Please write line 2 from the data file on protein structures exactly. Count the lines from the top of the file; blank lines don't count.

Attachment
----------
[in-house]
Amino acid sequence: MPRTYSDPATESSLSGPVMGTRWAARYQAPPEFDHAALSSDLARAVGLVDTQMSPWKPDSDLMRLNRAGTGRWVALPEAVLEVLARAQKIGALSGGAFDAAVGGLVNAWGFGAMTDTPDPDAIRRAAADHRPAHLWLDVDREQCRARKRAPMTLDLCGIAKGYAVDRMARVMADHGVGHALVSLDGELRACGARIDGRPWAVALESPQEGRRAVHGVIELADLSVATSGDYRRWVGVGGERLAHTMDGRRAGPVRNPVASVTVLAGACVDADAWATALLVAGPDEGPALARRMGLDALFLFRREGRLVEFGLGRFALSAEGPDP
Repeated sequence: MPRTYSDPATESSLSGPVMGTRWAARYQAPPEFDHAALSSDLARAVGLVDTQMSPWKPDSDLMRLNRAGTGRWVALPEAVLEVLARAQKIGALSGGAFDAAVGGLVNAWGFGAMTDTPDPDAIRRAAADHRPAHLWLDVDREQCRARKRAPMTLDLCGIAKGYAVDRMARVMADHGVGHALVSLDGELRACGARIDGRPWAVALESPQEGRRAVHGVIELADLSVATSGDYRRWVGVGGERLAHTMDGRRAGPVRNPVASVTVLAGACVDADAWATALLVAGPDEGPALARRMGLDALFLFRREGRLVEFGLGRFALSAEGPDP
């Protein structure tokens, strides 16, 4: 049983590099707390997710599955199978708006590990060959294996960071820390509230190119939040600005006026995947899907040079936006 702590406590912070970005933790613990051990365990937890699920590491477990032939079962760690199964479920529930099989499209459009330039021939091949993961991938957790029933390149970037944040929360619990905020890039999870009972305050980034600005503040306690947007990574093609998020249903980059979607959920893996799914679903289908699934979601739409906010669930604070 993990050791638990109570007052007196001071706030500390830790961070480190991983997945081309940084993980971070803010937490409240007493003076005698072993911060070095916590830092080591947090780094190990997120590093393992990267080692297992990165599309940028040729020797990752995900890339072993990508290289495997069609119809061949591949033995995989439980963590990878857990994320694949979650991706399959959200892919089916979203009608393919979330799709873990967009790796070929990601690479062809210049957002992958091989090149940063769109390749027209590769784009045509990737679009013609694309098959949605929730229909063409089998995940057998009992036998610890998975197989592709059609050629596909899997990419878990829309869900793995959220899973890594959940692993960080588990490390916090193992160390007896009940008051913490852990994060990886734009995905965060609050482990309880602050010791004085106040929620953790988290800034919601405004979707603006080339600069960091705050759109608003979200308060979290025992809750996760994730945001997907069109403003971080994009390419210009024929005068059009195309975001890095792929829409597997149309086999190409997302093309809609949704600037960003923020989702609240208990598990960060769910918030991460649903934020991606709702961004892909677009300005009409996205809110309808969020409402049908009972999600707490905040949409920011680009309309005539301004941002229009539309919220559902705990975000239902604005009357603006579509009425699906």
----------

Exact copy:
Amino acid sequence: MPRTYSDPATESSLSGPVMGTRWAARYQAPPEFDHAALSSDLARAVGLVDTQMSPWKPDSDLMRLNRAGTGRWVALPEAVLEVLARAQKIGALSGGAFDAAVGGLVNAWGFGAMTDTPDPDAIRRAAADHRPAHLWLDVDREQCRARKRAPMTLDLCGIAKGYAVDRMARVMADHGVGHALVSLDGELRACGARIDGRPWAVALESPQEGRRAVHGVIELADLSVATSGDYRRWVGVGGERLAHTMDGRRAGPVRNPVASVTVLAGACVDADAWATALLVAGPDEGPALARRMGLDALFLFRREGRLVEFGLGRFALSAEGPDP